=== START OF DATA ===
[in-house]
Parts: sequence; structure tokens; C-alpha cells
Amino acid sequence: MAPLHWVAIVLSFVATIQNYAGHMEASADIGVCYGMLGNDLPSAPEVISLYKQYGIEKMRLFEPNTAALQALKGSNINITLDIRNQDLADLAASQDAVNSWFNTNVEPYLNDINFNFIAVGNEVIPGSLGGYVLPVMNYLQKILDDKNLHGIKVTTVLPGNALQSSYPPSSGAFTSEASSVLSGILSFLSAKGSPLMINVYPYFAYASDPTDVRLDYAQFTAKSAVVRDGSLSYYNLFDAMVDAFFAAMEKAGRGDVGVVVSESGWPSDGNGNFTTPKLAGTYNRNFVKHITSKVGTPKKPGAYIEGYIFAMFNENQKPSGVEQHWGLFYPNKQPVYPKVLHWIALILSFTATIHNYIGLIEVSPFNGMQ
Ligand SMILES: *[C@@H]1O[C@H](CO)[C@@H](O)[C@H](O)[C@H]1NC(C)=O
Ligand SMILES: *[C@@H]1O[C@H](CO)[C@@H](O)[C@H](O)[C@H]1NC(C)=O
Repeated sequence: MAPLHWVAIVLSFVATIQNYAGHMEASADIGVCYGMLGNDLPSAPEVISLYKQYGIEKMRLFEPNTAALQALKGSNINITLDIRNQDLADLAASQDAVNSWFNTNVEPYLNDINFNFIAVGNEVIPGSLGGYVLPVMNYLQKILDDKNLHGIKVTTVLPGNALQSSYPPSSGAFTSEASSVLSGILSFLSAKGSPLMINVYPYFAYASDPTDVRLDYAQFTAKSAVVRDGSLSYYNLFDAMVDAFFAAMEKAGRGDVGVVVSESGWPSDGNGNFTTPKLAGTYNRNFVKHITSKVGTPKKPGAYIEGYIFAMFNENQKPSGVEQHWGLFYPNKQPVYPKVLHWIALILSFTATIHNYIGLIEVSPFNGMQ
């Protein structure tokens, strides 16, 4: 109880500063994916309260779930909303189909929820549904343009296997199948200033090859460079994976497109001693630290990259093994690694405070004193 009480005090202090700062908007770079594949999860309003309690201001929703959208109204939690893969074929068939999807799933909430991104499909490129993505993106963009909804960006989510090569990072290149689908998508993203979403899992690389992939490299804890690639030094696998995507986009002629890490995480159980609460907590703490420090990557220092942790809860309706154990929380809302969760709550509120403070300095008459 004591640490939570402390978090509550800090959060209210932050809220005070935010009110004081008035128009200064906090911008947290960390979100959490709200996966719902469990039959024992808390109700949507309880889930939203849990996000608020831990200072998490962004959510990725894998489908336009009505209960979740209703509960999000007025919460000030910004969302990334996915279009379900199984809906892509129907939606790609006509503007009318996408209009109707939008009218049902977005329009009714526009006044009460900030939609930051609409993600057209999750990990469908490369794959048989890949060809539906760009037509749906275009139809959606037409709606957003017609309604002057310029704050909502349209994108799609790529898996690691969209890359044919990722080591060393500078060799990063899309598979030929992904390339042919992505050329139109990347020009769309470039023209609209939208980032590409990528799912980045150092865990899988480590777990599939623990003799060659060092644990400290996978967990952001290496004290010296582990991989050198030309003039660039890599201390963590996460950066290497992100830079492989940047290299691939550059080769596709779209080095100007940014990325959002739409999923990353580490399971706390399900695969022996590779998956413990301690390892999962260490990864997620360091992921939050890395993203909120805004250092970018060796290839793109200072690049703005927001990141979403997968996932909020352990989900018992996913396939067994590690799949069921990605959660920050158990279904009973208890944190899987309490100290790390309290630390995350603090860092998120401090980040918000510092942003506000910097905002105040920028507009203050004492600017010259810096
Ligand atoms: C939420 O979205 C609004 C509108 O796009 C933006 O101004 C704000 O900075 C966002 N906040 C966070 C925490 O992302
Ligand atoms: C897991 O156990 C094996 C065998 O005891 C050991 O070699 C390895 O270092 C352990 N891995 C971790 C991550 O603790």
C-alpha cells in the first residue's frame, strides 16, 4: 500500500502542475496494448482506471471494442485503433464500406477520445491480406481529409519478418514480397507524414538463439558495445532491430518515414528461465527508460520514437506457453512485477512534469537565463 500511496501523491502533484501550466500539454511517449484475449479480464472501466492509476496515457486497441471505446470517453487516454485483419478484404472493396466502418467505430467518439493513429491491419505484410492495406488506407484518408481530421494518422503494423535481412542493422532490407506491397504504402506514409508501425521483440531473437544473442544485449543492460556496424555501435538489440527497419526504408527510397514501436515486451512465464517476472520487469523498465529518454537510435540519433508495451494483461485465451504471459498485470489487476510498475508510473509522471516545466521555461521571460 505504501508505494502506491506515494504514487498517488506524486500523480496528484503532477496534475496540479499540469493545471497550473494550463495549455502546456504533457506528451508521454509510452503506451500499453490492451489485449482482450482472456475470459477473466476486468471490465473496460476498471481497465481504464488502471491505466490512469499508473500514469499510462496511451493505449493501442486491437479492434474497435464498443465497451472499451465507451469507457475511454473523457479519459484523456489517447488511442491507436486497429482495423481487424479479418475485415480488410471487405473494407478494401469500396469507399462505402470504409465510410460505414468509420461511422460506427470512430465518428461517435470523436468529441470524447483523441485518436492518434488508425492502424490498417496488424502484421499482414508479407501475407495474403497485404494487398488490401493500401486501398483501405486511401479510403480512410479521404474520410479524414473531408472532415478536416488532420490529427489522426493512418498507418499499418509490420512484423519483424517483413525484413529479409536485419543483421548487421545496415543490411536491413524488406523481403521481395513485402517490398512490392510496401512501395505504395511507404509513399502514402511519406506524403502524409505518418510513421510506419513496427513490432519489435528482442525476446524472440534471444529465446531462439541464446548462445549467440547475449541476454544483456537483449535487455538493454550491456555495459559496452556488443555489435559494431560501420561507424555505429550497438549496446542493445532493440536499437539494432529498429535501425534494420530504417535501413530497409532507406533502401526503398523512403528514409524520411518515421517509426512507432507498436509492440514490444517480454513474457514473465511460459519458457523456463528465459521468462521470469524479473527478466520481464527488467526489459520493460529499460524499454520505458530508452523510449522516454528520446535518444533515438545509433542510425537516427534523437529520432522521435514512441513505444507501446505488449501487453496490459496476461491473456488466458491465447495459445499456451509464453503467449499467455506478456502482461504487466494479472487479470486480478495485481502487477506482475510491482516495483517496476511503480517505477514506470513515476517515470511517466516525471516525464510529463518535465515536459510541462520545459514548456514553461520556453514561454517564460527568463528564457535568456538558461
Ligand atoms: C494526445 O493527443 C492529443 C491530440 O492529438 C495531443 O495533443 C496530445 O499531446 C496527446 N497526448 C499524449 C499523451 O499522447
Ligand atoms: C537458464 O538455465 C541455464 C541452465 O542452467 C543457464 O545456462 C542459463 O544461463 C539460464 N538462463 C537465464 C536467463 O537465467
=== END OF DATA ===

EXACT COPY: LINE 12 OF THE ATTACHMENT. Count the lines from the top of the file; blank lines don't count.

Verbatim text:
Ligand atoms: C537458464 O538455465 C541455464 C541452465 O542452467 C543457464 O545456462 C542459463 O544461463 C539460464 N538462463 C537465464 C536467463 O537465467